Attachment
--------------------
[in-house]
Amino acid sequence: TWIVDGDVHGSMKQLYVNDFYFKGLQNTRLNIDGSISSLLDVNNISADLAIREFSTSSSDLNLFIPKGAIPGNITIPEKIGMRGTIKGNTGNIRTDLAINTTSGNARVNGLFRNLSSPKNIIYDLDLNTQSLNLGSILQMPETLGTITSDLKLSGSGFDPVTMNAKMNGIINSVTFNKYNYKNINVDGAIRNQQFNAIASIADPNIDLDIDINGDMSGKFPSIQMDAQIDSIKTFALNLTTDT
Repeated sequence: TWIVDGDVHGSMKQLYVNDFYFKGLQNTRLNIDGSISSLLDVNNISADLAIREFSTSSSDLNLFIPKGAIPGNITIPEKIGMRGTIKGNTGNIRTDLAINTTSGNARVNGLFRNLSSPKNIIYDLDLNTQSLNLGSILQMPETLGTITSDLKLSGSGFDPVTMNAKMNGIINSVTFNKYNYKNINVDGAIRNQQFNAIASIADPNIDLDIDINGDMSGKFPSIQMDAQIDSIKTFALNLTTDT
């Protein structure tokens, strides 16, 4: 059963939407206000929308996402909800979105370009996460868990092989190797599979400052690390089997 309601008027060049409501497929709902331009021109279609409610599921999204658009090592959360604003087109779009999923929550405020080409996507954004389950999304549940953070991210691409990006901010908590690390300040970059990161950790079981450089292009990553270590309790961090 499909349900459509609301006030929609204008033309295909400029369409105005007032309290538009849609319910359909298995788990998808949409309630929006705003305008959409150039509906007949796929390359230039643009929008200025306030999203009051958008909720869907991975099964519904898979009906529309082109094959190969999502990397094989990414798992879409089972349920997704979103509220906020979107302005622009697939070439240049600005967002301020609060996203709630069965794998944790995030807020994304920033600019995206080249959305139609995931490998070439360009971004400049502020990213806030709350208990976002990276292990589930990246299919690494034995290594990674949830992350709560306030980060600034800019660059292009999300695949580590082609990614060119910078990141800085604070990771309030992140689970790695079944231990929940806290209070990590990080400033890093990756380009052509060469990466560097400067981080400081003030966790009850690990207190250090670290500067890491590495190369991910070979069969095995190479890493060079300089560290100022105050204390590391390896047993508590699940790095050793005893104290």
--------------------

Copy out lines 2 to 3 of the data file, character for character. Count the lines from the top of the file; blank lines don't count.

Amino acid sequence: TWIVDGDVHGSMKQLYVNDFYFKGLQNTRLNIDGSISSLLDVNNISADLAIREFSTSSSDLNLFIPKGAIPGNITIPEKIGMRGTIKGNTGNIRTDLAINTTSGNARVNGLFRNLSSPKNIIYDLDLNTQSLNLGSILQMPETLGTITSDLKLSGSGFDPVTMNAKMNGIINSVTFNKYNYKNINVDGAIRNQQFNAIASIADPNIDLDIDINGDMSGKFPSIQMDAQIDSIKTFALNLTTDT
Repeated sequence: TWIVDGDVHGSMKQLYVNDFYFKGLQNTRLNIDGSISSLLDVNNISADLAIREFSTSSSDLNLFIPKGAIPGNITIPEKIGMRGTIKGNTGNIRTDLAINTTSGNARVNGLFRNLSSPKNIIYDLDLNTQSLNLGSILQMPETLGTITSDLKLSGSGFDPVTMNAKMNGIINSVTFNKYNYKNINVDGAIRNQQFNAIASIADPNIDLDIDINGDMSGKFPSIQMDAQIDSIKTFALNLTTDT